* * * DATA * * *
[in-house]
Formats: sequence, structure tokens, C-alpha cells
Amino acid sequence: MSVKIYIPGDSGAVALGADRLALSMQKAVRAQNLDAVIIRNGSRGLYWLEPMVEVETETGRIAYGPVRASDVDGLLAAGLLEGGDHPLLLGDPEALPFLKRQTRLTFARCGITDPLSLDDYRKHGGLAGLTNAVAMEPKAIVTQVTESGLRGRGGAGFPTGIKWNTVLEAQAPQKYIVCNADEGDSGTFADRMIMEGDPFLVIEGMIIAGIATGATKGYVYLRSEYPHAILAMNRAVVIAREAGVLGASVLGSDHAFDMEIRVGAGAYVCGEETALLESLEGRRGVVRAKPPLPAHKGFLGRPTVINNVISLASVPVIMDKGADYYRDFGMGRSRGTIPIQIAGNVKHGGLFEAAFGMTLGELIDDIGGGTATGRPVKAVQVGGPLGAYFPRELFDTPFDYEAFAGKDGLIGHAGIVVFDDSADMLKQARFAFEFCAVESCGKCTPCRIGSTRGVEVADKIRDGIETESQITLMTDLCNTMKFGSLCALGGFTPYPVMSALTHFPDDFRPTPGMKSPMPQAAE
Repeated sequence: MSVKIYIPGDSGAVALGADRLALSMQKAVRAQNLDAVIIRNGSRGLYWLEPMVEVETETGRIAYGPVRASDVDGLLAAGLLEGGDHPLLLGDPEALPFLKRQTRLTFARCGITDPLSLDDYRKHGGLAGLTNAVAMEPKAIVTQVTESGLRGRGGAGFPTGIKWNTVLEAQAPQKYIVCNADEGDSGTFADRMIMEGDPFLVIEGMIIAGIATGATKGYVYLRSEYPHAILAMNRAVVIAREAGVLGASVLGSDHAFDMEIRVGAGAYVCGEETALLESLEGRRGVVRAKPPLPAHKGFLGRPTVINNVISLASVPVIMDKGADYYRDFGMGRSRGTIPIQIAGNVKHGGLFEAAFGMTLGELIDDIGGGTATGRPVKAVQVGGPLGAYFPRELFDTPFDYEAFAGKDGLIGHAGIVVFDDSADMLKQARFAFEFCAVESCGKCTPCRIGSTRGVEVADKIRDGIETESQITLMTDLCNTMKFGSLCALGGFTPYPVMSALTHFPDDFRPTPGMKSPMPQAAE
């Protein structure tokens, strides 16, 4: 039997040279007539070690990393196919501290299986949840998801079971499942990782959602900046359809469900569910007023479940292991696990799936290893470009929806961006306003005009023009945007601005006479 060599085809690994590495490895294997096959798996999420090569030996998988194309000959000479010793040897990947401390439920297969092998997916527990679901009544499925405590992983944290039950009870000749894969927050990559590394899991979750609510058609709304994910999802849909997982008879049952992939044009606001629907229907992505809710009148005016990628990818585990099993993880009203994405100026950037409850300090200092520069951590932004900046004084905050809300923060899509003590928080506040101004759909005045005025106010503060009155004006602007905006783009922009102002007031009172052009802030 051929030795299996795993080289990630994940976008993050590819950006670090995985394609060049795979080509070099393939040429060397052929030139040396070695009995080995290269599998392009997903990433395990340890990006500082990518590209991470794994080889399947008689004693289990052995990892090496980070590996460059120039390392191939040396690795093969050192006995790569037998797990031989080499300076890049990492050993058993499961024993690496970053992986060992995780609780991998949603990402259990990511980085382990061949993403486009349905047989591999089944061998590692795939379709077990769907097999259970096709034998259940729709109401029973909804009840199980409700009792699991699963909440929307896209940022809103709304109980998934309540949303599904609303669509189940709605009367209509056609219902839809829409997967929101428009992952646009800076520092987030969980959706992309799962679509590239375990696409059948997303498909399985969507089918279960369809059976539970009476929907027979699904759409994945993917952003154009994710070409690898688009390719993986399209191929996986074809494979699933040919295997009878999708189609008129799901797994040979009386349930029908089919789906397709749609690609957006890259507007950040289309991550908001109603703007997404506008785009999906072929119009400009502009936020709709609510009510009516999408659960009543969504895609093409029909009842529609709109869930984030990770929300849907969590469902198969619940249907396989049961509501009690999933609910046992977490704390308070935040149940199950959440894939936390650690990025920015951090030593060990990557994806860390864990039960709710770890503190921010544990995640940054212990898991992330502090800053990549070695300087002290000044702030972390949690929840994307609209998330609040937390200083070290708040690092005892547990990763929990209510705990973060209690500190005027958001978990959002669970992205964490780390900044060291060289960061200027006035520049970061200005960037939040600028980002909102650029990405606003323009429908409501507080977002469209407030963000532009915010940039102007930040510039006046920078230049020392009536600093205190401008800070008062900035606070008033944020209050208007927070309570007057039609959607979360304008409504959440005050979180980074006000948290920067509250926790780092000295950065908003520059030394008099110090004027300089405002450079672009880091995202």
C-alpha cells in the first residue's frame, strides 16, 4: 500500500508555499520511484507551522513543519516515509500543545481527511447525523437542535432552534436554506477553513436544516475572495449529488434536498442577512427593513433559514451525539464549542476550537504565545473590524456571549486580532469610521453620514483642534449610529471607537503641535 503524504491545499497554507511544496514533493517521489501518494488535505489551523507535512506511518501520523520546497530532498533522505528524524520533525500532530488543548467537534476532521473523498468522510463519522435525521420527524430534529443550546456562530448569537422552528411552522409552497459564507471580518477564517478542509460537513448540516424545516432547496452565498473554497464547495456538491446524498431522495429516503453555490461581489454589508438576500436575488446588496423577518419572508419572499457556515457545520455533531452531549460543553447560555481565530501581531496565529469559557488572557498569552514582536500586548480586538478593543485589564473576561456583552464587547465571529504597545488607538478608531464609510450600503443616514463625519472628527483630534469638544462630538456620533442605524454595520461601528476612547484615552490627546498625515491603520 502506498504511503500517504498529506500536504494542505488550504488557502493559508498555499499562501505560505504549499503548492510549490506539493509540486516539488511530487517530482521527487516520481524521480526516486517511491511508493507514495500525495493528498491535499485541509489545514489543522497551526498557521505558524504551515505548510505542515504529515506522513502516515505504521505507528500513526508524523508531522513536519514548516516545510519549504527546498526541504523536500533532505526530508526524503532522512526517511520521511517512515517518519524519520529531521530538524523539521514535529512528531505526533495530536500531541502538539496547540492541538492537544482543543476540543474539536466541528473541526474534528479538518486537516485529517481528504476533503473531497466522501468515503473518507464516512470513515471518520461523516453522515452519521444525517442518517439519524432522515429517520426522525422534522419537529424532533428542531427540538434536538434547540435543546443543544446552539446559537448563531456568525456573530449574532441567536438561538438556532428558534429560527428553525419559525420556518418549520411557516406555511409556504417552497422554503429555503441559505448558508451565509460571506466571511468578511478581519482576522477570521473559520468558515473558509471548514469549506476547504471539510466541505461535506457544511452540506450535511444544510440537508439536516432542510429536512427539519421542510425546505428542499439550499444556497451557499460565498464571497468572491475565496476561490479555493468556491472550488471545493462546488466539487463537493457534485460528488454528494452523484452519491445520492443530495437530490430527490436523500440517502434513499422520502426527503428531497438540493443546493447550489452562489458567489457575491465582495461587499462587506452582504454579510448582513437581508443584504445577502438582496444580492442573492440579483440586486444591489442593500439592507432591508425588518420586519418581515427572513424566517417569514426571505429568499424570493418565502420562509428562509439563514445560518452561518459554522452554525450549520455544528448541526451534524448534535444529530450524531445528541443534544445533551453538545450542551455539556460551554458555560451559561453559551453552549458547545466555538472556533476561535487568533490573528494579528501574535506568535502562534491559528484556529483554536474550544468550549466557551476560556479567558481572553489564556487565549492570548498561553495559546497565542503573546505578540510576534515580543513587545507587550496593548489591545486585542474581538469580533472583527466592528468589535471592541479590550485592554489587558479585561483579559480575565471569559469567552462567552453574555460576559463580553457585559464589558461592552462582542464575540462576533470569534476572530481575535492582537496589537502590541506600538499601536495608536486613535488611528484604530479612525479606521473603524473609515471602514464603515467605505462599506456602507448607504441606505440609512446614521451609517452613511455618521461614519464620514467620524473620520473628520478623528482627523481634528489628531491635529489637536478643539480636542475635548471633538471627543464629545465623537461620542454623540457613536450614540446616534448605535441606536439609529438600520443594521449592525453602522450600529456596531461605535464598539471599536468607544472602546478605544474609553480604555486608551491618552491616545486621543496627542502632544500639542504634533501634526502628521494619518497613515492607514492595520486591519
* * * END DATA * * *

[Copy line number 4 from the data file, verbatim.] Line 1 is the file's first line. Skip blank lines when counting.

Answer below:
Repeated sequence: MSVKIYIPGDSGAVALGADRLALSMQKAVRAQNLDAVIIRNGSRGLYWLEPMVEVETETGRIAYGPVRASDVDGLLAAGLLEGGDHPLLLGDPEALPFLKRQTRLTFARCGITDPLSLDDYRKHGGLAGLTNAVAMEPKAIVTQVTESGLRGRGGAGFPTGIKWNTVLEAQAPQKYIVCNADEGDSGTFADRMIMEGDPFLVIEGMIIAGIATGATKGYVYLRSEYPHAILAMNRAVVIAREAGVLGASVLGSDHAFDMEIRVGAGAYVCGEETALLESLEGRRGVVRAKPPLPAHKGFLGRPTVINNVISLASVPVIMDKGADYYRDFGMGRSRGTIPIQIAGNVKHGGLFEAAFGMTLGELIDDIGGGTATGRPVKAVQVGGPLGAYFPRELFDTPFDYEAFAGKDGLIGHAGIVVFDDSADMLKQARFAFEFCAVESCGKCTPCRIGSTRGVEVADKIRDGIETESQITLMTDLCNTMKFGSLCALGGFTPYPVMSALTHFPDDFRPTPGMKSPMPQAAE